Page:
I have just opened my staffing agency in Georgia. I will need to factor my accounts receivable in order to gain operating capital. What is the worst case scenario that I could face? It seems pretty straightforward as far as I pay a fee for the service, and any late penalties (taken from my reserve). I have a few questions before moving forward.
1. What are the usual pay cycles for hospitals (30days, 45days?). How can I get this info from a hospital?
2. How much can I count on a hospital paying on time? It seems that this would be a more solid/credible approach to begin with, right?
3. How much interest can a startup business expect to pay? 5% ? 7% ?
4. How much is the reserve, and are there any other costs or situations regarding the reserve that I should know about?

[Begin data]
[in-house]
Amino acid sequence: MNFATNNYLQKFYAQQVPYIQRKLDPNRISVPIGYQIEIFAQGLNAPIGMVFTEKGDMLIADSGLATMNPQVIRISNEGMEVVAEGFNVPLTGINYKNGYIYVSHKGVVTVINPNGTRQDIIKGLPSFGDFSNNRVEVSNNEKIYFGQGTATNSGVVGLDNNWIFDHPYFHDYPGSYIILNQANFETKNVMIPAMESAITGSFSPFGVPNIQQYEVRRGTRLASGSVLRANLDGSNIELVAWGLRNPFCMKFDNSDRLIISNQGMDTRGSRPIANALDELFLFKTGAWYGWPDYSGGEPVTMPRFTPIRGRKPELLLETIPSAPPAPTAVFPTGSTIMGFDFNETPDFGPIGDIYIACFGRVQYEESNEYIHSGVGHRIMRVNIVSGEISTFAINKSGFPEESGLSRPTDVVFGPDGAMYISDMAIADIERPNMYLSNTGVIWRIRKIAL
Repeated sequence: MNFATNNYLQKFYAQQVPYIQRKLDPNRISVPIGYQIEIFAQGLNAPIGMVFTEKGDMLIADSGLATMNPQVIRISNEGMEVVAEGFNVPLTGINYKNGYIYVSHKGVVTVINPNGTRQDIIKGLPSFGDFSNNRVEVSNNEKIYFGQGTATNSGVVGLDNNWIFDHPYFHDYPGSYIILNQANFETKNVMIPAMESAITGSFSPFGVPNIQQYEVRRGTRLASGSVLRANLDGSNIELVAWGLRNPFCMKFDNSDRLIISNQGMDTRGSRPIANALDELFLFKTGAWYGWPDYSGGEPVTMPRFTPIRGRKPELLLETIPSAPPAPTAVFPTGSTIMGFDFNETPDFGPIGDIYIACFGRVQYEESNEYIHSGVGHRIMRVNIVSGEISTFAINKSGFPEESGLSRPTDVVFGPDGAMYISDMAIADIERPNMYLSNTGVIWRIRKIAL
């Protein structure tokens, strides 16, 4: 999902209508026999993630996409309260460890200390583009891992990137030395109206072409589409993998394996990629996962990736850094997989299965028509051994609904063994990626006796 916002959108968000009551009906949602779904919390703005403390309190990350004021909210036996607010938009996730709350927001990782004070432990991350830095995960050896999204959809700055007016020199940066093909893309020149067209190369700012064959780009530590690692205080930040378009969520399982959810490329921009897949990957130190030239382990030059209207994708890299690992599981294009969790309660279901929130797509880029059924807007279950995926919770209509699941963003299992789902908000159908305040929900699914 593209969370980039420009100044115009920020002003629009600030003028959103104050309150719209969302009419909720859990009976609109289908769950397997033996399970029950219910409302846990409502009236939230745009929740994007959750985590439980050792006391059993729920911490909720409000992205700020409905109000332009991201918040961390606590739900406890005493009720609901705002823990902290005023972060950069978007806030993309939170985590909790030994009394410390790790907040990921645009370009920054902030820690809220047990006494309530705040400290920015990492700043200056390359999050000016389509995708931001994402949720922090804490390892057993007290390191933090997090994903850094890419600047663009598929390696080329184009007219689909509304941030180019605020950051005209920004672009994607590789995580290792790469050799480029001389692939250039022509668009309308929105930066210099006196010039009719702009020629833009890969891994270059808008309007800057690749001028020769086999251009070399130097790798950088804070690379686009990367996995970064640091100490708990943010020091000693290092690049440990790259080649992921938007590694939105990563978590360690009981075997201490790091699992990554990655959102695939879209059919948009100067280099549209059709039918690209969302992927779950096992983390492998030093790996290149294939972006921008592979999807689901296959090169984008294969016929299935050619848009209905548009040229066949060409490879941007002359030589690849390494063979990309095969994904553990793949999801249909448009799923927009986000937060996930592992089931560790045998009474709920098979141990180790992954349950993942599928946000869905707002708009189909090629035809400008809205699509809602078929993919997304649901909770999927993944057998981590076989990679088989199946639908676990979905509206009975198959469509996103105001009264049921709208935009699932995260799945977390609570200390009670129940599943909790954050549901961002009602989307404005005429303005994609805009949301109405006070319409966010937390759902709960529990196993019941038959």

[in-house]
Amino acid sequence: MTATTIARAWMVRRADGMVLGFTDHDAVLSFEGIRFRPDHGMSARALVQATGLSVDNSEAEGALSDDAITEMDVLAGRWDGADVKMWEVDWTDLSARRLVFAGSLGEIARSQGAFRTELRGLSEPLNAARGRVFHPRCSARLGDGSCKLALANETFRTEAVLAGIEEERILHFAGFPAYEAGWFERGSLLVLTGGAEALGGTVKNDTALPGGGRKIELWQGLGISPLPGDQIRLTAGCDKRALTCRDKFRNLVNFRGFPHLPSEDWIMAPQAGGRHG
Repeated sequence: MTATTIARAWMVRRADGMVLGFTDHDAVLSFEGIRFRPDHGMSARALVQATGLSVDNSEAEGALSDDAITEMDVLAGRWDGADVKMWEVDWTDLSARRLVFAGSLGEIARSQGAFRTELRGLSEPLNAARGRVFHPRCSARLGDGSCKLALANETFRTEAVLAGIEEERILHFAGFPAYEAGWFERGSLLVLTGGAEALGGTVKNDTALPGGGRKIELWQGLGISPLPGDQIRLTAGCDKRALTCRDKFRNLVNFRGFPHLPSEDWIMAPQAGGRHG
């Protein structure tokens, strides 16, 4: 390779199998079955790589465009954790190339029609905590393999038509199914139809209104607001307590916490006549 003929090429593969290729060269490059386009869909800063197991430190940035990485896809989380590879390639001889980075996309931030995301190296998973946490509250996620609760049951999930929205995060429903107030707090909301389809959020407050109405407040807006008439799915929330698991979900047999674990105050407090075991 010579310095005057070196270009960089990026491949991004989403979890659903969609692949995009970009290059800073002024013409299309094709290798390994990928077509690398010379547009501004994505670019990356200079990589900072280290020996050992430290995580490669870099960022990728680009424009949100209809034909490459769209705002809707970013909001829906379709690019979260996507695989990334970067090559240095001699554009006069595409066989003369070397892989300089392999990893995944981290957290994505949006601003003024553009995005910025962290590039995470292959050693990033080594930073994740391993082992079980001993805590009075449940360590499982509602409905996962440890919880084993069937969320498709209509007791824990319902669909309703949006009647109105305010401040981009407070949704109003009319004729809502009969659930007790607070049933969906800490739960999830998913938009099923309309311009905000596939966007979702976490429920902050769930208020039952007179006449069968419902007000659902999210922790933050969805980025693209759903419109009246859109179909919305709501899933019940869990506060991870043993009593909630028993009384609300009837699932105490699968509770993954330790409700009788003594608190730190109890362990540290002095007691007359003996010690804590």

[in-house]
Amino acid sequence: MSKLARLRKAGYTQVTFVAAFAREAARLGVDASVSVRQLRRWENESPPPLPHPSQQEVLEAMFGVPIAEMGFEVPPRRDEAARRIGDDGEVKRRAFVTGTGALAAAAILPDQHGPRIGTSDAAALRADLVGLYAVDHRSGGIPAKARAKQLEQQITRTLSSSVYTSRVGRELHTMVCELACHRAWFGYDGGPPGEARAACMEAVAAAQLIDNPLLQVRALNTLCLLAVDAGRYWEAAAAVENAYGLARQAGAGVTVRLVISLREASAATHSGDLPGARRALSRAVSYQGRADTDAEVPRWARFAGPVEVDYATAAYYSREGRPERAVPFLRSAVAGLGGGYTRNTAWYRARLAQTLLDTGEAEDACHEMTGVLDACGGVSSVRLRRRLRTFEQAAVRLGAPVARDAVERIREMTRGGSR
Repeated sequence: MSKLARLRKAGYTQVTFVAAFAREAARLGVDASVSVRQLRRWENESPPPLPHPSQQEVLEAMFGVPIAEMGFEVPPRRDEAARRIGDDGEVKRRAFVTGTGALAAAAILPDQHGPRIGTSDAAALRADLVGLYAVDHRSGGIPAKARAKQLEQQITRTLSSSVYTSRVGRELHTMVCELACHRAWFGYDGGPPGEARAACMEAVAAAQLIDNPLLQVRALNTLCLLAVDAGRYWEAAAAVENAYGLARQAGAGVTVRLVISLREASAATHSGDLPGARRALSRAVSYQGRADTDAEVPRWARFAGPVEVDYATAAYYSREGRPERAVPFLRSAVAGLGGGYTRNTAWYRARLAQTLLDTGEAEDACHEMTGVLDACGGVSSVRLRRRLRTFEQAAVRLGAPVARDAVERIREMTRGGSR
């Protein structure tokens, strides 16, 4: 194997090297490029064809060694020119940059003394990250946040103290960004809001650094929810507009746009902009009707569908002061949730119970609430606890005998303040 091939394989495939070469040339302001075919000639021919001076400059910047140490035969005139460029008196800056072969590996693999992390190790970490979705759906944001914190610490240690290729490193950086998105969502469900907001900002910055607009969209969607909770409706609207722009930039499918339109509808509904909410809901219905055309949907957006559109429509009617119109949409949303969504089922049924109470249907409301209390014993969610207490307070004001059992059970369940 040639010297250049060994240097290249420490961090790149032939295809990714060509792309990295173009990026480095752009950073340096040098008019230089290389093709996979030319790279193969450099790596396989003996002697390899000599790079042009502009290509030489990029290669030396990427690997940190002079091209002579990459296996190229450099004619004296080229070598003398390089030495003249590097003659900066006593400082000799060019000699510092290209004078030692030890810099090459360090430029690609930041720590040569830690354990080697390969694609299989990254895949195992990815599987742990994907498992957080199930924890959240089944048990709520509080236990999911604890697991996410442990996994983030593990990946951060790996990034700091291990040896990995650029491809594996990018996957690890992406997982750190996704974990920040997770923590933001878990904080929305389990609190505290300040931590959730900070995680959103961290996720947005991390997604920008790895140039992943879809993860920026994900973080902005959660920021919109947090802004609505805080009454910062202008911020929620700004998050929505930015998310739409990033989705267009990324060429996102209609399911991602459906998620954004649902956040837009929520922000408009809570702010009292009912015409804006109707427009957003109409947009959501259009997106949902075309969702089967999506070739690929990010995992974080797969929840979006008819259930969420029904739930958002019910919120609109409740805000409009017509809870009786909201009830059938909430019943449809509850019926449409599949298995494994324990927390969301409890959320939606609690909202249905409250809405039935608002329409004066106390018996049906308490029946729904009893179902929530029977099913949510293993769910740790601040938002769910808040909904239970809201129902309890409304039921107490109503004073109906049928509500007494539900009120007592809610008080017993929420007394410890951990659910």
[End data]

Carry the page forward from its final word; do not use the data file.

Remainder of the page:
5. What are good factoring companies or alternatives to factoring? Pledging?
Aug 5, '07
Pay cycles I've seen more like 45-90 days for home care/supplemental staffing getting actual $$$ from facilities and insurance companies.
Last edit by NRSKarenRN on Aug 5, '07
Sep 22, '07
The pay cycle is what you set, but 30 days is standard business. Also standard is charging 1% per month interest on unpaid balances (which is killer money if you don't depend on cash flow). Of course, someone actually has to work before you can invoice, so that would be close to 6 weeks before cash actually starts coming in.
Factoring costs can be 7% (from what I hear) down to 3% for rock bottom really good client deals.
You might want to consider starting small, learning how your business model works with low risk, and then scaling up if it seems feasible. Much better than jumping off the deep end. I've never even had to consider such things as a factor.
Sep 26, '07
Put simply: Don't factor. It will bleed you dry, and you'll likely never catch up with your revolving debt. If you don't have the seed money needed to employ people or at least a solid line of credit from a bank, you really should not even attempt to employ your first person.
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